Damo and Rampage exchange shots in the middle of the ring, but Hendry and Conners interject themselves. It’s not long before the two big guys prevail though, and Damo quickly drops Rampage with a pump kick. Conners and Hendry pop up and try to suplex Damo, but he easily lifts the pair of them up, then gets a pair of two-counts on them.

After going to the outside, Damo gets that red chair from Ikea, but Hendry shoves Conners out of the ring, before taking a shot. Rampage gets a chairshot too, and then gets left in the corner with a chair in front of him, as Damo prepares to go Coast to Coast… but Rampage pops up and knocks him to the floor.

Rampage runs off the apron with a clothesline to Damo on the outside, and the two men brawl around the ring, ending up with Damo taking a suplex onto the entrance ramp. Hendry and Conners remain in the ring, and they shake hands, but Conners turns and drops Hendry with the Righteous Kill DDT… and the referee counts three, but stops, saying that Hendry had his shoulder up. Referee Steve Lynskey then says something to Hendry (which I’m guessing we shouldn’t have seen, but hey, I guess there’s no decent alternative angle to hide that), and Conners has that red chair in his hand again.

Conners throws the chair at Hendry, then waffles him with it several times, and there’s the pin. Joseph Conners’ heel turn complete, and he’s your new champion… well, it was a way to take the title off of Damo without pinning him, but this match did little for me. Conners’ inclusion to the match just seemed to be “making up the numbers”, and seems to be another example of this group trying to undo a load of bad booking with one result. I guess now he has the belt, he can’t be the next Martin Kirby and end up in a random tag match on the next show… Remember that promo from Damo at the start of the match? Good work WCPW, you’ve told your fans (granted, via a heel) that your new champion is a loser. ***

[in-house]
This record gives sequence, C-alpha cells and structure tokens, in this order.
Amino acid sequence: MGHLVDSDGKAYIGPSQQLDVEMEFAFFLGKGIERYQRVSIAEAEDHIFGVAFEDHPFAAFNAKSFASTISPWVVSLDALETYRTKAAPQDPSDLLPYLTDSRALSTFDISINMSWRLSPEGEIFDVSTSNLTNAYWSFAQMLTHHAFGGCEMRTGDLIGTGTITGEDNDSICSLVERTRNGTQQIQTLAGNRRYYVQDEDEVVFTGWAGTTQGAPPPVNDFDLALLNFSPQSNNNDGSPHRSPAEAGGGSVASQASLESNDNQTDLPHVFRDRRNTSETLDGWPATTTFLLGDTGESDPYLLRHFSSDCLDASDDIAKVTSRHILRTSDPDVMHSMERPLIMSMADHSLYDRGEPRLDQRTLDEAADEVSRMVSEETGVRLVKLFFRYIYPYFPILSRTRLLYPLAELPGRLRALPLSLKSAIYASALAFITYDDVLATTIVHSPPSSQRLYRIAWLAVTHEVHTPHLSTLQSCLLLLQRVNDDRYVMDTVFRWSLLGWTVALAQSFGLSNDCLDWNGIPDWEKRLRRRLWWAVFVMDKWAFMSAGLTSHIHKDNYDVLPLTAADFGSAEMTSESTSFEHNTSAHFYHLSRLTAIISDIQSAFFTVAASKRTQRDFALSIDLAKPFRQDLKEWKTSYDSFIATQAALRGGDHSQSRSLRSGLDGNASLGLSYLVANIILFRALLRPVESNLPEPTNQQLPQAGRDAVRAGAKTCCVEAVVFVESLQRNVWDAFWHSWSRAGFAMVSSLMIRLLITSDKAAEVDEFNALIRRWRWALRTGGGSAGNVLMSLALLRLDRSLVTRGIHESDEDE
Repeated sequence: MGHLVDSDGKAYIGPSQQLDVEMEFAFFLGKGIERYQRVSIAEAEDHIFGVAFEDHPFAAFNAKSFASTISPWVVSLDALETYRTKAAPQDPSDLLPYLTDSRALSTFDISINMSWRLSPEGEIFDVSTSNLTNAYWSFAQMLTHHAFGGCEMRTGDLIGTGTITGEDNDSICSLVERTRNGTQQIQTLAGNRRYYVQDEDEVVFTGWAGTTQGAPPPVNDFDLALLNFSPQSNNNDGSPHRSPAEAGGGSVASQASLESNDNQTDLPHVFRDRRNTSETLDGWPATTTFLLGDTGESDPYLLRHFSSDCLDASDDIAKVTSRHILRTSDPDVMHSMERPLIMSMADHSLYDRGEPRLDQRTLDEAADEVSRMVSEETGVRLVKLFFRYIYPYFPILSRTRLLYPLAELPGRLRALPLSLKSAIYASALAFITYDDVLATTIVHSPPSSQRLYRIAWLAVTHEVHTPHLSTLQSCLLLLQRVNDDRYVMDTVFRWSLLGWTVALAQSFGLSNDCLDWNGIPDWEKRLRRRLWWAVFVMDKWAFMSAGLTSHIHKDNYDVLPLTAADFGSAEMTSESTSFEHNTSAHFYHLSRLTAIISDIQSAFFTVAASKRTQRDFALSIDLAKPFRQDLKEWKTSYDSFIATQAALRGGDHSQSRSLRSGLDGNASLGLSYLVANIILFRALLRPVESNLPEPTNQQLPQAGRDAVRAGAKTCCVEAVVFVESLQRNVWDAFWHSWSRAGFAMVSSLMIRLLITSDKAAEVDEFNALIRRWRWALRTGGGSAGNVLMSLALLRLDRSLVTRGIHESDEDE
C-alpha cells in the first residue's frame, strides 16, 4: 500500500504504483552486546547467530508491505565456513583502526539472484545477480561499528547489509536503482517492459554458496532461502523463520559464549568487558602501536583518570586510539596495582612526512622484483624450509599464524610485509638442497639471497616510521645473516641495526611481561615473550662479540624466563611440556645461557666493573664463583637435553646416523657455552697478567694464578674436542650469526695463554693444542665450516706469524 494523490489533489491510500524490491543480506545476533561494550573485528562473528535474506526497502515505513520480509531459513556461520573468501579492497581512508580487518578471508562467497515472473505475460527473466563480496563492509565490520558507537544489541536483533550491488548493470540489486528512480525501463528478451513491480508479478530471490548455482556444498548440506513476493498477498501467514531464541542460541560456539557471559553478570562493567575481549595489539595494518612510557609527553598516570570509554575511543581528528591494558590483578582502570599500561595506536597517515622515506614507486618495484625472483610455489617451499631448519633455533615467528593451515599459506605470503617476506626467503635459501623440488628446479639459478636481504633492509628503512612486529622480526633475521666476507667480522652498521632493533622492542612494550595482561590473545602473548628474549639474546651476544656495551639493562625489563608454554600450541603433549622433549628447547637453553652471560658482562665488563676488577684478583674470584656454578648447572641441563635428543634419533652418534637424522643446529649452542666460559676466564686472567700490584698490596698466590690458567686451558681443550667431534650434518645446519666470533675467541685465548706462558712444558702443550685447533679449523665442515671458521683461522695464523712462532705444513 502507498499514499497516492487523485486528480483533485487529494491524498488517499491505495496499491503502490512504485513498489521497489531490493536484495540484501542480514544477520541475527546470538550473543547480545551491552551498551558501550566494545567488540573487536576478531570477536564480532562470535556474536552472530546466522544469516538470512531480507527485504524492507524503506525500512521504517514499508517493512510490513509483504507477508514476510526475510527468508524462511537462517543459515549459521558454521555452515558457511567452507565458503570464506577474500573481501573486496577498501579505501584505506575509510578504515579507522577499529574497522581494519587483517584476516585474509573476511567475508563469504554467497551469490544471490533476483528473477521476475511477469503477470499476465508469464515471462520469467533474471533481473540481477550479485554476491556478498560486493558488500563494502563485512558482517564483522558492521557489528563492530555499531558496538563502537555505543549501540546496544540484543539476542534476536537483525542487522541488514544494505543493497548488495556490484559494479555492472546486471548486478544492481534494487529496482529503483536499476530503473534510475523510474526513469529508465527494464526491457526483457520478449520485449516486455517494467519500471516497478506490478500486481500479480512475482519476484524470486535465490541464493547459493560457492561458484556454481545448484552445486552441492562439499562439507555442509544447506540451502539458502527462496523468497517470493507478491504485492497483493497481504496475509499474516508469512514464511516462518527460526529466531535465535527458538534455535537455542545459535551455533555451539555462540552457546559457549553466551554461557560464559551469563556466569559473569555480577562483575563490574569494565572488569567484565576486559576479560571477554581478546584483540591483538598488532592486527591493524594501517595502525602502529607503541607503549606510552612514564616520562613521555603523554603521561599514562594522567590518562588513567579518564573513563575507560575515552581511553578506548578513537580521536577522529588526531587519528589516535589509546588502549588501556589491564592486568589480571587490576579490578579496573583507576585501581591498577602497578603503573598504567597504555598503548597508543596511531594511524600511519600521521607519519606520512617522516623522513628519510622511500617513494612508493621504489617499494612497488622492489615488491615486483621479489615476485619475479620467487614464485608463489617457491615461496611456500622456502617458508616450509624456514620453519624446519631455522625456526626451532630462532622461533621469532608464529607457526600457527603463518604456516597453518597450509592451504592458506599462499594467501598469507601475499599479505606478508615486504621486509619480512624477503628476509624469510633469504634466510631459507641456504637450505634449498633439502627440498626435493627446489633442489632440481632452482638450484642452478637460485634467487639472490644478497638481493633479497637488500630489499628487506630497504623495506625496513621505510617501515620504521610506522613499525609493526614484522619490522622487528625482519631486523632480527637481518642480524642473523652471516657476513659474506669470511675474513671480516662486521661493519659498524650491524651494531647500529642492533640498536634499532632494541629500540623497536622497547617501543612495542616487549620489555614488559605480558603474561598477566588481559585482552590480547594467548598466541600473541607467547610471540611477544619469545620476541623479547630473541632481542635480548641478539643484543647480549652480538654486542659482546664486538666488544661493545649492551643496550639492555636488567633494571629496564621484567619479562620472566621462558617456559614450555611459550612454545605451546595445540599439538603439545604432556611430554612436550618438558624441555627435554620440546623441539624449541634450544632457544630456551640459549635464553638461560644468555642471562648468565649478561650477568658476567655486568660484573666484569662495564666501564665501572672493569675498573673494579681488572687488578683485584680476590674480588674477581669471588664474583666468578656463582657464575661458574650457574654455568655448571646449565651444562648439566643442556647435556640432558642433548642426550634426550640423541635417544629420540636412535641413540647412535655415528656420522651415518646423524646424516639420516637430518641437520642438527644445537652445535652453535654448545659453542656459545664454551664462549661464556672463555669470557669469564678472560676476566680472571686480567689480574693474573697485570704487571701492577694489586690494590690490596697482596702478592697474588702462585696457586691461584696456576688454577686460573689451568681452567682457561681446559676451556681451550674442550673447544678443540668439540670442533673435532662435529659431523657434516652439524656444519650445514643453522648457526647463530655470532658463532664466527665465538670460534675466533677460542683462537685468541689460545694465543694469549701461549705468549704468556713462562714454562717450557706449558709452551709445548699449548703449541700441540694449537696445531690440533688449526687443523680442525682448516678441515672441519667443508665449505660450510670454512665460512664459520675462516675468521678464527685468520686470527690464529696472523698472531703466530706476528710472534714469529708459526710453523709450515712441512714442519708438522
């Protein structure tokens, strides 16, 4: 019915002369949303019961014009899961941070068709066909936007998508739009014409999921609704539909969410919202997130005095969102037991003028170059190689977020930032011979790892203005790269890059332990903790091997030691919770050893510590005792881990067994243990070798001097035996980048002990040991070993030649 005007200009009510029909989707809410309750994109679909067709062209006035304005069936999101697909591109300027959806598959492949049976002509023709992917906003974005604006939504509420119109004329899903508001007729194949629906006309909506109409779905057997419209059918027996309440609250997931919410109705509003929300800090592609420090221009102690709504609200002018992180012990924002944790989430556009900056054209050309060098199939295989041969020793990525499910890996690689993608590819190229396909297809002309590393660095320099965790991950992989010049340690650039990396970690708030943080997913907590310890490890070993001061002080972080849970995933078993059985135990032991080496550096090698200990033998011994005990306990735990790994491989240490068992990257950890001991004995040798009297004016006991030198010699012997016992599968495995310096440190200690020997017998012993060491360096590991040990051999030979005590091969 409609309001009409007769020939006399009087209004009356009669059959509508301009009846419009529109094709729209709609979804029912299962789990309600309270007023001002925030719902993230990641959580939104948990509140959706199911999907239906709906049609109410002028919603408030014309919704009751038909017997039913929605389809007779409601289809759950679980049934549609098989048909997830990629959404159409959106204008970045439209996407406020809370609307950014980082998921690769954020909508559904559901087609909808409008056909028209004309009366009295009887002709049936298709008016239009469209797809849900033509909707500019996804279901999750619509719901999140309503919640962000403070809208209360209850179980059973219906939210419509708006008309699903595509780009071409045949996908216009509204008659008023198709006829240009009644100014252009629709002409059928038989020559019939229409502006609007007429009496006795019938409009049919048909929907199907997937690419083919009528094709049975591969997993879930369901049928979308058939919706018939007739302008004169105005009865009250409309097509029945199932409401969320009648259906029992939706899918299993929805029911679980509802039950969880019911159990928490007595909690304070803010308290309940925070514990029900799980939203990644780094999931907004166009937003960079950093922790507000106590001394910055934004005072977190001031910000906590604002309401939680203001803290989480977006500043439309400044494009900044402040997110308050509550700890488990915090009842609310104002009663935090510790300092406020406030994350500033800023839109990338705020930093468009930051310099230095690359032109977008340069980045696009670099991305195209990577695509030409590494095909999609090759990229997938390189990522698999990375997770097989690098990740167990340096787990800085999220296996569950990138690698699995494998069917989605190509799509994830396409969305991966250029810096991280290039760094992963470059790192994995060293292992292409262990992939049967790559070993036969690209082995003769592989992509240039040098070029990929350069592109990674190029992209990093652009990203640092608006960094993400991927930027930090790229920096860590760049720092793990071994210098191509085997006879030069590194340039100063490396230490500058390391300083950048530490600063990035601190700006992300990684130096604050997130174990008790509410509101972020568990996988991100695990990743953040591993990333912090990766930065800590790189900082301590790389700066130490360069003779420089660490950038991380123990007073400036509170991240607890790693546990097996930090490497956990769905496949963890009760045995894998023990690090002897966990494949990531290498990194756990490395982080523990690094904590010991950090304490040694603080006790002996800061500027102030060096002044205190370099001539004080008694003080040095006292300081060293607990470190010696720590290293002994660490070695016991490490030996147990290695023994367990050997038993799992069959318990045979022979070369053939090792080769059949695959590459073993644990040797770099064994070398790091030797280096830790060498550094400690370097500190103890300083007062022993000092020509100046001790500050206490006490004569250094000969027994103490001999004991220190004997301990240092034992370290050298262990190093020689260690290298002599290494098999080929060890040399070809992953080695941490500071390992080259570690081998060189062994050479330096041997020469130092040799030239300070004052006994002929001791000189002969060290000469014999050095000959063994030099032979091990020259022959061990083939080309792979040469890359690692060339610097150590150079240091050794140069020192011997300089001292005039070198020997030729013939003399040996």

This was a good show, but again, way too bloated. Would the card have been any poorer without Grado/Primate or the random tag match? Absolutely not. Again, this is where “presenting live events as a TV show” is a major flaw, since having to keep a live audience and an internet audience happy with the same show leads to problems.